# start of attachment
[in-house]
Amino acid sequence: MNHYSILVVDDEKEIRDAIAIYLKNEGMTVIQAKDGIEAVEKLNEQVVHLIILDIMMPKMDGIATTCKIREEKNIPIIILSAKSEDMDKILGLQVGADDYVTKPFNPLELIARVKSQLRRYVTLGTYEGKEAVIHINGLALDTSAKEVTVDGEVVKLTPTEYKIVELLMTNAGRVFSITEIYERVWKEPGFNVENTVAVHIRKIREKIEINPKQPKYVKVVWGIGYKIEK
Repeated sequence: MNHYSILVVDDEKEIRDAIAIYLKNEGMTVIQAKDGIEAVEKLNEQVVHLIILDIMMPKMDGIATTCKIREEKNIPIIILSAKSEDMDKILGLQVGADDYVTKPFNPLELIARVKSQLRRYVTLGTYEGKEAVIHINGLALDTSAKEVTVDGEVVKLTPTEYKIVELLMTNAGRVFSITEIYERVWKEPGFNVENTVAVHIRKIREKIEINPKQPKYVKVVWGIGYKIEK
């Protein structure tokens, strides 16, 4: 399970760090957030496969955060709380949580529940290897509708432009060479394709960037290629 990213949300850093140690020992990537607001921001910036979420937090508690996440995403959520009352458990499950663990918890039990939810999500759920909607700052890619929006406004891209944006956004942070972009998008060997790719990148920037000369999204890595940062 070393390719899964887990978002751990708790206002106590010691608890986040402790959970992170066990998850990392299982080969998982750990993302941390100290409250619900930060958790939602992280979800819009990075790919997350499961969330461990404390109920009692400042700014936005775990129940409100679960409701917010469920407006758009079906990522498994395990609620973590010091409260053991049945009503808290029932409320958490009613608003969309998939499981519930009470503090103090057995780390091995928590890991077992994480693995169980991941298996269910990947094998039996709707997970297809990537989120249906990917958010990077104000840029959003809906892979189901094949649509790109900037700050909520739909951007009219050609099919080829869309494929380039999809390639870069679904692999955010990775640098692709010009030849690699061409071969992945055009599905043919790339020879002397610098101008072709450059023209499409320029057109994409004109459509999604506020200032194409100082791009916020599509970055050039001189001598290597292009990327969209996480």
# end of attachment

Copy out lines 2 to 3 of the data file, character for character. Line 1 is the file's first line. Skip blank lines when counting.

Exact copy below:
Amino acid sequence: MNHYSILVVDDEKEIRDAIAIYLKNEGMTVIQAKDGIEAVEKLNEQVVHLIILDIMMPKMDGIATTCKIREEKNIPIIILSAKSEDMDKILGLQVGADDYVTKPFNPLELIARVKSQLRRYVTLGTYEGKEAVIHINGLALDTSAKEVTVDGEVVKLTPTEYKIVELLMTNAGRVFSITEIYERVWKEPGFNVENTVAVHIRKIREKIEINPKQPKYVKVVWGIGYKIEK
Repeated sequence: MNHYSILVVDDEKEIRDAIAIYLKNEGMTVIQAKDGIEAVEKLNEQVVHLIILDIMMPKMDGIATTCKIREEKNIPIIILSAKSEDMDKILGLQVGADDYVTKPFNPLELIARVKSQLRRYVTLGTYEGKEAVIHINGLALDTSAKEVTVDGEVVKLTPTEYKIVELLMTNAGRVFSITEIYERVWKEPGFNVENTVAVHIRKIREKIEINPKQPKYVKVVWGIGYKIEK